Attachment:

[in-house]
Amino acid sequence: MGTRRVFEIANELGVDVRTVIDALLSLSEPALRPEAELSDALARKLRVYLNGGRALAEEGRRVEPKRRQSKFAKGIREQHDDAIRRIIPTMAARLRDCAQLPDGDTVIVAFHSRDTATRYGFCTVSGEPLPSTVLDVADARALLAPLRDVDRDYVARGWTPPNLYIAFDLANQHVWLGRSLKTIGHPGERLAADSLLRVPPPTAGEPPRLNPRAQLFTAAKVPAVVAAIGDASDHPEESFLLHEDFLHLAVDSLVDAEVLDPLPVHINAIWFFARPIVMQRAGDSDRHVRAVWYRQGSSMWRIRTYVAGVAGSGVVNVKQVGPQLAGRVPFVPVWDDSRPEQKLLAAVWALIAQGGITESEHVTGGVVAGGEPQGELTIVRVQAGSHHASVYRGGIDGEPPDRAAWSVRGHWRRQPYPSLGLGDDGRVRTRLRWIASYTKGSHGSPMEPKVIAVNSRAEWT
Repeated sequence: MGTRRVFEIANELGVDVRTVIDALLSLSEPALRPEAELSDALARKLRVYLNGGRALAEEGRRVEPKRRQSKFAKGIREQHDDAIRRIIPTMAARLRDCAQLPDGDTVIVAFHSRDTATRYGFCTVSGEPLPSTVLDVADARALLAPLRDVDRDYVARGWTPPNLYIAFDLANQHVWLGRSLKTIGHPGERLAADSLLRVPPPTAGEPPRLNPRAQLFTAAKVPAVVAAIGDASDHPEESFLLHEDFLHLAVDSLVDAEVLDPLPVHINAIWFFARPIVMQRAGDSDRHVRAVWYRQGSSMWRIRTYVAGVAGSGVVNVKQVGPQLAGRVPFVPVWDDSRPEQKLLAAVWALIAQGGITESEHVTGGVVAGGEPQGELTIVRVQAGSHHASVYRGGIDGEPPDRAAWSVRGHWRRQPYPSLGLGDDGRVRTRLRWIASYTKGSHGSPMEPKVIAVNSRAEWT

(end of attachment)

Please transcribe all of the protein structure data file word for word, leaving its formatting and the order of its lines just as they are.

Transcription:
[in-house]
Amino acid sequence: MGTRRVFEIANELGVDVRTVIDALLSLSEPALRPEAELSDALARKLRVYLNGGRALAEEGRRVEPKRRQSKFAKGIREQHDDAIRRIIPTMAARLRDCAQLPDGDTVIVAFHSRDTATRYGFCTVSGEPLPSTVLDVADARALLAPLRDVDRDYVARGWTPPNLYIAFDLANQHVWLGRSLKTIGHPGERLAADSLLRVPPPTAGEPPRLNPRAQLFTAAKVPAVVAAIGDASDHPEESFLLHEDFLHLAVDSLVDAEVLDPLPVHINAIWFFARPIVMQRAGDSDRHVRAVWYRQGSSMWRIRTYVAGVAGSGVVNVKQVGPQLAGRVPFVPVWDDSRPEQKLLAAVWALIAQGGITESEHVTGGVVAGGEPQGELTIVRVQAGSHHASVYRGGIDGEPPDRAAWSVRGHWRRQPYPSLGLGDDGRVRTRLRWIASYTKGSHGSPMEPKVIAVNSRAEWT
Repeated sequence: MGTRRVFEIANELGVDVRTVIDALLSLSEPALRPEAELSDALARKLRVYLNGGRALAEEGRRVEPKRRQSKFAKGIREQHDDAIRRIIPTMAARLRDCAQLPDGDTVIVAFHSRDTATRYGFCTVSGEPLPSTVLDVADARALLAPLRDVDRDYVARGWTPPNLYIAFDLANQHVWLGRSLKTIGHPGERLAADSLLRVPPPTAGEPPRLNPRAQLFTAAKVPAVVAAIGDASDHPEESFLLHEDFLHLAVDSLVDAEVLDPLPVHINAIWFFARPIVMQRAGDSDRHVRAVWYRQGSSMWRIRTYVAGVAGSGVVNVKQVGPQLAGRVPFVPVWDDSRPEQKLLAAVWALIAQGGITESEHVTGGVVAGGEPQGELTIVRVQAGSHHASVYRGGIDGEPPDRAAWSVRGHWRRQPYPSLGLGDDGRVRTRLRWIASYTKGSHGSPMEPKVIAVNSRAEWT